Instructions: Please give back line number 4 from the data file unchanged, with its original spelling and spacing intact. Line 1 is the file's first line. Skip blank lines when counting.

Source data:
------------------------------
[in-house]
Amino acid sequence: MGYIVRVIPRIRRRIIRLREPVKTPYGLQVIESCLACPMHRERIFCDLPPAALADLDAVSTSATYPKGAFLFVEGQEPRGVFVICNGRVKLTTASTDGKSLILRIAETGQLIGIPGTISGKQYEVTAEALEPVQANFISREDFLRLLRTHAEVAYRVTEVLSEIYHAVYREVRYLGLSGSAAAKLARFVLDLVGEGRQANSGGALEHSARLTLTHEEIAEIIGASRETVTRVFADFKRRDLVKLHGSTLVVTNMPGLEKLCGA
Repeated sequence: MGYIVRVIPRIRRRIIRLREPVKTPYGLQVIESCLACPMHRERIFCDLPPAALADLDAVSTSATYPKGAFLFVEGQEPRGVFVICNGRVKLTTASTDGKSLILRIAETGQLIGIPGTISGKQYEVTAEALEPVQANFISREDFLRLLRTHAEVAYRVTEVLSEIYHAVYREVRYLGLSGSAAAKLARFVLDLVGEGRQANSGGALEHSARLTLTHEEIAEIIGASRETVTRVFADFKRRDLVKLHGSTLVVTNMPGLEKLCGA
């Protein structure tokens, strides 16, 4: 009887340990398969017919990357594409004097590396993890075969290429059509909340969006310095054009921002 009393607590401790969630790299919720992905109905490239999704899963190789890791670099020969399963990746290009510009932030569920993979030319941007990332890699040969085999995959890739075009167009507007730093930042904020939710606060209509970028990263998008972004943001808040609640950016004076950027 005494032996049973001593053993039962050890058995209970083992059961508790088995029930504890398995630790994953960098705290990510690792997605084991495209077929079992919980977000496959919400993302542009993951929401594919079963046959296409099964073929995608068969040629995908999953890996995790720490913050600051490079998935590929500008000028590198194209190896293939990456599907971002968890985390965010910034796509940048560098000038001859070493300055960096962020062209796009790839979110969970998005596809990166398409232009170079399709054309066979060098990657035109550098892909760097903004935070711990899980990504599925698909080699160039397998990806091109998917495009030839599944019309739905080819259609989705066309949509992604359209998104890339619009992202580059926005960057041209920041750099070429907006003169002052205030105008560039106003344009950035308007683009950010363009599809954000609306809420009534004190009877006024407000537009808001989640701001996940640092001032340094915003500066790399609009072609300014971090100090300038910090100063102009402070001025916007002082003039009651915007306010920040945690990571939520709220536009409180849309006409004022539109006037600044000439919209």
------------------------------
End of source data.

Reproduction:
């Protein structure tokens, strides 16, 4: 009887340990398969017919990357594409004097590396993890075969290429059509909340969006310095054009921002 009393607590401790969630790299919720992905109905490239999704899963190789890791670099020969399963990746290009510009932030569920993979030319941007990332890699040969085999995959890739075009167009507007730093930042904020939710606060209509970028990263998008972004943001808040609640950016004076950027 005494032996049973001593053993039962050890058995209970083992059961508790088995029930504890398995630790994953960098705290990510690792997605084991495209077929079992919980977000496959919400993302542009993951929401594919079963046959296409099964073929995608068969040629995908999953890996995790720490913050600051490079998935590929500008000028590198194209190896293939990456599907971002968890985390965010910034796509940048560098000038001859070493300055960096962020062209796009790839979110969970998005596809990166398409232009170079399709054309066979060098990657035109550098892909760097903004935070711990899980990504599925698909080699160039397998990806091109998917495009030839599944019309739905080819259609989705066309949509992604359209998104890339619009992202580059926005960057041209920041750099070429907006003169002052205030105008560039106003344009950035308007683009950010363009599809954000609306809420009534004190009877006024407000537009808001989640701001996940640092001032340094915003500066790399609009072609300014971090100090300038910090100063102009402070001025916007002082003039009651915007306010920040945690990571939520709220536009409180849309006409004022539109006037600044000439919209």